- I’m a pitching guy for whatever reason, I’ve always tended to gravitate towards the guys on the mound more than the guys in the box, especially high schoolers. That said, there’s some great pitching left available, led by Pepperdine RHP Brett Hunter, prep RHP’s Alex Meyer & Danny Webb, and prep LHP’s Nick Maronde & Brett Mooneyham. All five are signability guys at this point, and I want Maronde more than any of the other three. Taking him right out of the chute in the 7th round would already be a steal.
- The best hitters left on the board are Pepperdine LF/DH Eric Thames, and prep 3B’s Zach Cox and Harold Martinez. Thames missed the end of the season with a quad injury, Cox is a signability guy at this point, and Martinez just had a terrible draft year. Any of the three is a coup regardless of where they are drafted at this point.
- John Manuel and JJ Cooper of Baseball America wrapped up the first and sandwich rounds in a great 15-minute podcast. Manuel raved about the Jeremy Bleich pick, noting that he has first round talent but fell off the radar because of a minor elbow injury.
- KLaw wrapped up the first round best pick/worst pick style.
- Paul DePodesta live blogged each of the Padres’ picks. DePo’s blog has become a must read, make sure you don’t miss it.
Finally, I just wanted to mention that we shattered all sort of records yesteday (and by we, I mean you). Over 25,000 readers checked in, more than double a typical game day. I guess a walk-off win and the draft will do that. Over 720 comments were left on the draft posts alone, and that oblierated the RAB single day record by like, 300 comments. Thanks for making us part of your daily rotation, and if you just found the site yesterday, thanks for sticking around in the future.
It’s amazing what a two-out, two-strike, two-run, walk-off home run will do for a team.
Shortly before 4 p.m., Yankee fans were ready to write this game off. Chien-Ming Wang had another terrible outing; Melky Cabrera had made a very costly play in the field; and Kyle Farnsworth had just pitched yet another ineffective eighth inning, giving up a run that I assumed would be the end of the Yankees.
But the loss just wasn’t meant to be. With two outs, A-Rod singled and moved to second on what would be a costly defensive indifference. Hideki Matsui singled him home, and up to the plate strode the red-hot Jason Giambi, battling a foot problem. Giambi fell behind 0-2, and then he launched one, high and deep and far into the upper deck. Watching the game, I thought the ball was foul. I shook my head and said, “Almost.” It was the same “Almost” I had said to myself when Brad Wilkerson tracked down Johnny Damon‘s blast in the bottom of the 8th.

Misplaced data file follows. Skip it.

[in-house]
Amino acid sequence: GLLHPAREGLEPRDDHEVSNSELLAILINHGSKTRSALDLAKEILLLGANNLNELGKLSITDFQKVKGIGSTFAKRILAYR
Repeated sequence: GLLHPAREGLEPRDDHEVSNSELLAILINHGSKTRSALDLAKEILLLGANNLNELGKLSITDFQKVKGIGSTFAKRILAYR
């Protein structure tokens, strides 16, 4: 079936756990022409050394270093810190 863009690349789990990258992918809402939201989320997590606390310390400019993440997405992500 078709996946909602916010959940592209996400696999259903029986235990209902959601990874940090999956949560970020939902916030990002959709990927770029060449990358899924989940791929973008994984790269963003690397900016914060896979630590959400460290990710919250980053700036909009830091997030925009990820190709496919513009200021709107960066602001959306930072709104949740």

But somehow, the ball stayed fair, and the crowd and the Yankees erupted. It was a come-from-behind win, a badly needed W that drew the Yankees even at 30-30. It marked a comeback from five down, and it showed that, yes, Jason Giambi is a force to be reckoned with, just as Jamal has told us all for the entire season.
As the adrenaline from that victory flowed, I couldn’t help but reflect on the problems in the game that were sure to be ignored. We saw Chien-Ming Wang struggle, Melky Cabrera make a bad play and Robinson Cano fail to get down a bunt.
Cano and Cabrera are simply playing below what anyone expected. Melky’s inexplicably dropped double play line drive led to five runs. Instead of being out of the inning, Chien-Ming Wang was out of the game. It seems to me to be another sign that Melky just isn’t quite what he’s supposed to be.
Cano’s bad play came late in the game when he failed to bunt Wilson Betemit to second. We could argue night and day whether the Yanks should be bunting in the eighth (short answer: They shouldn’t be), but Cano must get that bunt down. I know he’s been a middle-of-the-order hitter for a long time, but really, a Major Leaguer should be able to bunt now and then.
We’ll end with Wang. I am officially concerned. Wang is now winless since the start of May, and he’s been utterly terrible lately. He’s given up 26 earned runs in 37.2 innings, while allowing 39 hits and 20 walks while striking out 16. That is a 6.21 ERA, and Wang is, whether we want to admit it, scuffling. Something’s got to give, and I have to believe that perhaps Dave Eiland is to blame. Outside of Mike Mussina, he’s hardly done a good job this year with Kennedy and Hughes struggling and Wang looking lost on the mound.
But in the end, the Yanks won, and they won in grand style. For a day, we’ll forget these problems, and we’ll look forward to chasing the Red Sox, just 6.5 games ahead of the Yankees. But these problems linger; let’s not forget that either.
Site Notes: Just want to say thank you to everyone who dropped by on Thursday. We had a record-breaking day on RAB.